Inboard Technology Before Shark Tank
Stepping – or riding, rather – into the Shark Tank are a few entrepreneurs who promise to offer a new form of transportation. In zoom several people on skateboards that are equipped with lighting. The three of them are Ryan Evans, Dave Evans, and Chris Haley, all from Santa Cruz, California. Their company is Inboard Technology, and they have come to the Shark Tank to find an investment of $750,000 in exchange for 4% of their company – an $18.750 million dollar evaluation.
Getting around urban areas kind of sucks – it’s jam-packed in crowded public transportation, grid-locked when in your car, and just when you think you’ve beaten the system by riding a bike to work, you show up looking like a hot, sweaty mess. Their solution comes in the form of an M1 skateboard. The M1 is equipped to go up to 20 miles an hour and has a range of 7 to 10 miles. They’ve integrated headlights and taillights, so you’re safe to ride at night. Their in-wheel motor technology has no moving belts, gears, and requires no maintenance. All this while looking and feeling like a real skateboard. At 14 pounds, you can easily carry the M1 into a crowded elevator. They can all agree that with this, parking will not be a problem.
Inboard Technology is on the verge of changing public transportation. Riding the M1 is a fun, easy, and exciting experience. All for less than the cost of car insurance! So which one of the Sharks wants to get on-board with Inboard Technology, and ride the M1? Thrillingly, Kevin volunteers, as does Robert.
Inboard Technology on Shark Tank
Kevin and Robert step up, and of course, Kevin suits up with pads and a helmet. Ryan explains that the board is super easy to use; there are four contact points with the ground, so it’s really stable. Robert then jokes if it will support Kevin’s weight, but Chris explains that they have tested the M1 for up to 1,200 pounds. It’s very, very strong. There is a remote controller, which works as a safety – you hold forward to go forward, and back to go backward. So Kevin cannot move it unless he’s using the controller. Robert jokes that Chris may want to hold Kevin’s hand in the beginning.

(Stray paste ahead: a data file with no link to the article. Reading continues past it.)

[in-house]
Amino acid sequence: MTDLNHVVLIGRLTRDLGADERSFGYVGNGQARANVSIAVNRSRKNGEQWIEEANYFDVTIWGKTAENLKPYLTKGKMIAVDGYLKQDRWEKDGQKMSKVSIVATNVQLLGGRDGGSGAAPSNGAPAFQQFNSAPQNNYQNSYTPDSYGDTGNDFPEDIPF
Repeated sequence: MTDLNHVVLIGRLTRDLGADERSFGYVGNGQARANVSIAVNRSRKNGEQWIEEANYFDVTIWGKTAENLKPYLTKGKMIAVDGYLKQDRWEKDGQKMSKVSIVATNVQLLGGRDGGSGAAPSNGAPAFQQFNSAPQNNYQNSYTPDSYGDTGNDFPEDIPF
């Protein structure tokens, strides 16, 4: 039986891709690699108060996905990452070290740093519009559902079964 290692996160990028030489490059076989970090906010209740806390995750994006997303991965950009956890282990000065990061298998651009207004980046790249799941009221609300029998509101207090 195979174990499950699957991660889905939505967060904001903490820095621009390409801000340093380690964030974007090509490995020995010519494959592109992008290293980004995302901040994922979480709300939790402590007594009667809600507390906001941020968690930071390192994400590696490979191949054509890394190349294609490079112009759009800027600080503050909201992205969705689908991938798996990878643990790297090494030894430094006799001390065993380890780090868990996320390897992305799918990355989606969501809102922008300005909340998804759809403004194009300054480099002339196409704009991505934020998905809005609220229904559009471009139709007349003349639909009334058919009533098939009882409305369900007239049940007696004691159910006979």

Kevin starts riding away, much to everyone’s surprise. He takes off going faster and zooms out of the Shark Tank. He returns, impressed and says that the device is very cool. Everyone jokes that Kevin looks hardcore, but he says that it’s because he’s very hip – he’s a skater dude. Robert, however, says that he is sure that there are other electric skateboards out there. However, what makes Inboard Technology unique is that they have the first-ever in-wheel motor, which is one of the smallest hub motors ever. They’ve also integrated the battery into the deck for a sleek profile, but the biggest difference between Inboard and their competitors is the way they’ve designed their company.
From the inception of Inboard Technology, they’ve been based around scaling and high-volume manufacturing. Mark asks about the capital they’ve raised, which is around $2.7 million. Kevin asks about the value of the company after their last round of fundraising. Chris then says that they had a $10 million dollar evaluation after their last round of fundraising. Lori clarifies that the device can go uphill, but asks what happens when you go downhill. The device brakes itself, and the motion of the spinning wheels actually helps to charge the battery. The greatest thing about the in-wheel motor technology is that it has an internal motor – all their competitors have an external motor, which ultimately is fed with a gear and a belt.